Basics of running

Triathlon running is an entirely different beast to single-sport efforts. Joe Beer shows you how to prepare for multisport on two feet


Triathlon running is an entirely different beast to single-sport efforts. Joe Beer shows you how to prepare for multisport on two feet…


Running is the final leg of a triathlon (and duathlon’s start and end, of course). Get it right and you can reel in your contemporaries; get it wrong and all of your good work on the swim and bike will be undone, leaving you dejected come your post-race analysis.

So how do you get the results you’re after? Simple: consistency, targeted training and attention to detail. But while running is the most basic of the three disciplines – and the most efficient to do when time is short – there are several areas your training must focus on to maximise each and every stride…

How to start running


Running requires little gear, but like new tyres or brake pads, run shoes do require updating. If shoes wear too much, they progressively force the muscles to accentuate what was your normal running motion, leading to overuse injuries and a spell on the sidelines.

You can tell when your shoes need replacing by checking the outsole. Does it look worn? Or when you run, does the cushioning feel flat? If yes to either, it’s time to head to a run/tri store and get a new pair. Research suggests life expectancy of run shoes is about 300km, so keep a diary to monitor run volume and rubber wear.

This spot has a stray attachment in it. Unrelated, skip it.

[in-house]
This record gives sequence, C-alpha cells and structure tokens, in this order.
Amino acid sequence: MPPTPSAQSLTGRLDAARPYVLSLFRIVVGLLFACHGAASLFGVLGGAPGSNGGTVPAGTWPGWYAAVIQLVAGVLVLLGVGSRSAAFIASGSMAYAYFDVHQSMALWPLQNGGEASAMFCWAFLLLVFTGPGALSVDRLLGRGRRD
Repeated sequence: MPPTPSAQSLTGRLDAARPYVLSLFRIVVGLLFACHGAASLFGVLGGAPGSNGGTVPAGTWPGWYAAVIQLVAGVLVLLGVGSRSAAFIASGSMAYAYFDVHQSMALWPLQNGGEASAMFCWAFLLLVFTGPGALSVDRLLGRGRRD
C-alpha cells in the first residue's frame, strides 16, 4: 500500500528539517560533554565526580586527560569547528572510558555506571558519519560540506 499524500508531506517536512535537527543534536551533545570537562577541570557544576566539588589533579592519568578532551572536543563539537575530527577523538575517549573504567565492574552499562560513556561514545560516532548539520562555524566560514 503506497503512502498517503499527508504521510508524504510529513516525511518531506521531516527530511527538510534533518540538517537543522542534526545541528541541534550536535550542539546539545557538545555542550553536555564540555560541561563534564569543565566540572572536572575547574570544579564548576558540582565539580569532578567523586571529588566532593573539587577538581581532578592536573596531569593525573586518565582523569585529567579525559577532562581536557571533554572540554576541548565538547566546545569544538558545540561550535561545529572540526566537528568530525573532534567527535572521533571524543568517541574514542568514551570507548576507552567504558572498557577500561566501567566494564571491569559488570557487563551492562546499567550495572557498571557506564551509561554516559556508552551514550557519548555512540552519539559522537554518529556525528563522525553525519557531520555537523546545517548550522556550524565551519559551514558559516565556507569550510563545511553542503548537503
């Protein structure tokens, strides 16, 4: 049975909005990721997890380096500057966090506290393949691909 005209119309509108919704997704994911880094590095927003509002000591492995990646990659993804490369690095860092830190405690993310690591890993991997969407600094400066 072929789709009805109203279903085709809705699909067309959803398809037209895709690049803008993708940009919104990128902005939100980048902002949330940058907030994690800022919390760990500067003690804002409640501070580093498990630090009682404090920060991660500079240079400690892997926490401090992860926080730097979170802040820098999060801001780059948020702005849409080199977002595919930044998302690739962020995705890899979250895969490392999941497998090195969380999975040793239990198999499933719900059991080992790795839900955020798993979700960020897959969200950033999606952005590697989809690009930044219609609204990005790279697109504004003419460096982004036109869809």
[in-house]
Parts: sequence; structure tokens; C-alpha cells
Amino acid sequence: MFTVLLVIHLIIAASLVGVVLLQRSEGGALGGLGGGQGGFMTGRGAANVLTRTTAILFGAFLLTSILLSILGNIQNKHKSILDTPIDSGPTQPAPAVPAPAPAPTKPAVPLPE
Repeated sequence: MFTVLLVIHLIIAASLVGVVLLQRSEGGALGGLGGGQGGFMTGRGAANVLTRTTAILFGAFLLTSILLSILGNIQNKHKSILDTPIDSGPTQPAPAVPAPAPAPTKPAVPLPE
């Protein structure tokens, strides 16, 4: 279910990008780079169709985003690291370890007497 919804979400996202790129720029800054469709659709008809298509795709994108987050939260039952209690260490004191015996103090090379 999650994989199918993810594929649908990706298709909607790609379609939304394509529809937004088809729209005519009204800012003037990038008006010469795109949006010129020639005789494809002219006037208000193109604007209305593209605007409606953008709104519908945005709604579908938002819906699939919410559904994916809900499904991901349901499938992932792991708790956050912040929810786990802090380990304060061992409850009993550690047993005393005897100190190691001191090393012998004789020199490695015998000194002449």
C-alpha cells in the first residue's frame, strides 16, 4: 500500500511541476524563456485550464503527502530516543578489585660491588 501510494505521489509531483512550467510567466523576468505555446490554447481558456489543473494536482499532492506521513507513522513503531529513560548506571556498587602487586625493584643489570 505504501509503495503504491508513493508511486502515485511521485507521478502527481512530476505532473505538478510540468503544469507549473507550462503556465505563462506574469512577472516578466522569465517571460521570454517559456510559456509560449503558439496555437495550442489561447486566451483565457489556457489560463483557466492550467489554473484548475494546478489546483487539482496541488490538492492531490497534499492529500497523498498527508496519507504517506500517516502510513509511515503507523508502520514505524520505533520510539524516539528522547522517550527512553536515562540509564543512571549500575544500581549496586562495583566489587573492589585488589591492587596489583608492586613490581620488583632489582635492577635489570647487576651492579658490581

When you attend the run/tri shop, the expert will watch your run biomechanics either via video analysis or by naked eye to ascertain the correct shoe for you. And don’t go in thinking it’s all about expense and cushioning. We’re all different and you should be prescribed the pair for your running gait, training hours and race distance.


With running it’s very easy to fall into a rather dull routine, covering the same routes and distance thrice weekly. If that stereotype is you, banish those bland thoughts and runs from your mind right now.

Triathlon running needs to be more specific, with less volume than a typical pure runner and with far more emphasis on cross training. This means sessions like bricks and post-swim aqua jogging should become a staple part of your new programme. This is three sports, after all. Train your body to be a triathlete, not a swim, bike, runner.


You should run two to four times each week. (Before you runners-come-triathletes panic that this isn’t enough, remember that your aerobic system will benefit from the swim and bike sessions.)


This amount of running will boost performance while reducing the chances of run injuries caused by too many miles. Going above 40 miles per week severely elevates the risk factor, so stay beneath this number and common pains like those around the knee area should stay away.

Injury-Free Running